Pressure on as Offaly hurlers gear up for Christy Ring Cup assault

Kevin Corrigan

Reporter:

Kevin Corrigan

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kevin@tullamoretribune.ie

Pressure on as Offaly hurlers gear up for Christy Ring Cup assault

Offaly hurler, Oisin Kelly.

THERE will be no hiding place, no margin for error when Offaly senior hurlers begin their assault on the Christy Ring Cup with a crunch game against Derry this Saturday in Newry.

The stakes are absolutely massive for Offaly, they desperately need to win this competition and move back up to hurling's second tier, the Joe McDonagh Cup.

Their relegation to the third tier, the Christy Ring Cup, last year was a dreadful blow to a county who last competed in the All-Ireland senior hurling final in 2000 and who won the Liam McCarthy Cup for the fourth time just two years earlier.

As the great team of the 1990s entered their decline, Offaly found that they hadn't the same quality of hurler emerging to replace them and the slippage soon gathered breakneck pace. It was gradual at first with some good performances and results but there was enough bad days to paint a very gloomy picture for the future.

Apart from 2004, Offaly never looked like winning a provincial, never mind an All-Ireland title. There were moments of promise, managerial reigns when Offaly were somewhat competitive but over a period of time, they continued to decline. Offaly suffered some horrific beatings by hurling's marquee counties and in recent years, there was no escaping reality as they first slipped into the Joe McDonagh Cup and then down to the Christy Ring.

Offaly are red hot favourites to win the competition and there will be bitter disappointment if they don't achieve that objective, though we are in a very strange year with Covid-19 restrictions and you never know what will happen.

A Covid-19 case involving an Offaly senior hurler and resulting in the rest of the squad being declared as close contacts saw them forced to concede a walkover in their first round clash against Kildare.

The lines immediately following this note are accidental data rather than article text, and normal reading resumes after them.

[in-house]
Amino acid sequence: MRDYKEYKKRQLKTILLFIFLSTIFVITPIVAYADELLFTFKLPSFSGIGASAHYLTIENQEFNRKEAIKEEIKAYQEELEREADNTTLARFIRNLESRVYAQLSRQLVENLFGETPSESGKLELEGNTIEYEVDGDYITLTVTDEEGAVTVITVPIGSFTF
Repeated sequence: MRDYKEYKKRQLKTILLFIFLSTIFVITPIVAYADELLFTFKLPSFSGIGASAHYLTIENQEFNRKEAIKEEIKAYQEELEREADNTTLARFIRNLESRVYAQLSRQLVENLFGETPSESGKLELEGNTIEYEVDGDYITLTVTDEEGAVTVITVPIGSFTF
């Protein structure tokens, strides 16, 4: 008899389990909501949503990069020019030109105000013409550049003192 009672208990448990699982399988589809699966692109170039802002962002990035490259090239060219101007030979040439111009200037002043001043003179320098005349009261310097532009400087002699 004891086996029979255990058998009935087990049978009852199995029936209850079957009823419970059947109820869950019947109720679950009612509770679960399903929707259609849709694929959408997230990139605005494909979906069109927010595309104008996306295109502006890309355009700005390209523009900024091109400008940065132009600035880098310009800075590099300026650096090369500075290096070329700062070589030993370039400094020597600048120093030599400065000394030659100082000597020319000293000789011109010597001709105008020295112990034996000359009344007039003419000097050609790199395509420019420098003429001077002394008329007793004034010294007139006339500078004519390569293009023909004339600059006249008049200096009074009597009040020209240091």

Offaly could have done with that game as they bid to find out where they are after their long lay off – priority was given to club games after the GAA was given the go ahead to resume activity a few months ago and the county squad were only allowed to resume training a few weeks ago. That case and subsequent shutdown threw a further spanner into the works.

It was something manager Michael Fennelly and players could really have done without but fortunately the Kildare walkover did not prove fatal and Offaly had a second chance. However, it shows how delicate things stand in this crazy season – another case and walkover would result inm Offaly being gone and there are no second chances from here on in.

Offaly are warm favourites to beat Derry on Saturday but they won't be taking for granted. Their campaign in Division 2A of the National Hurling League in the pre-Covid days early in the season showed the long and treacherous road that lies ahead.

Offaly finished third in the table behind Antim and Kerry, with Antrim claiming the promotion spot. Their form was less than convincing – fortunate to beat Meath in their first game, Offaly suffered a devastating 2-11 to 0-14 defeat at the hands of Kerry in their second round. Their promotion ambitions were derailed when they drew with Antim in a game that they should have won and while Offaly had run away wins over Mayo and Wicklow, they were poor consolation for not winning promotion.

The Christy Ring Cup is nowhere near as strong as Division 2A of the National Hurling League. Antrim, Kerry and Meath are in the Joe McDonagh Cup and Offaly should be able to win it.

They have Derry this Saturday and Roscommon and Sligo clash in the other round 2B game. Down and Kildare await the two winners in the semi-finals and there is nothing to be afraid of for Offaly in any of those teams. They should be able to beat them all, and fairly easily at that but Offaly's recent history means that they will be threading very gingerly into the campaign, taking absolutely nothing for granted.

We have no idea what way the long spell of inactivity will affect Offaly and a 1.30pm Saturday fixture in Newry is not a simple one. There have also been changes to the Offaly panel since they resumed - Belmont's Mark Egan and Leon Fox and St Rynagh's Sean Dolan have left the panel due to a mixture of injury, work and personal reasons while Seir Kieran's Adrian Hynes, Kinnitty's Paddy Delaney and Clodiagh Gaels' Joey Keenaghan have come into it after doing well during the club championships.

There are newly emerging signs of optimism for Offaly hurling. The U-20 and minor hurlers had encouraging recent wins over Westmeath and Laois and there is clearly a lot of work going on, a great desire at all levels of Offaly hurling.

However, it is very early days yet and Offaly hurling is a work in progress at all levels. It is the same with Michael Fennelly's team. They are working hard at all aspects of their game – their physical conditioning and skill levels. They are hungry and committed but the challenges remain massive. Offaly are in a very traditional spell and the current team have endured far more bad days than good ones. It is not easy to develop a winning mentality from that but there is a golden opportunity for Offaly to begin that process now.

Derry competed at a level below Offaly in the National Hurling League, Division 2B – they topped the table in the group stages but lost out on promotion when Down defeated them in the final on October 18.

It is impossible to know what way Offaly are until we see them playing and it will be interesting to see what the team is when it is announced later in the week. Offaly will be putting their best foot forward and it should be enough to secure a semi-final berth.

Verdict – Offaly.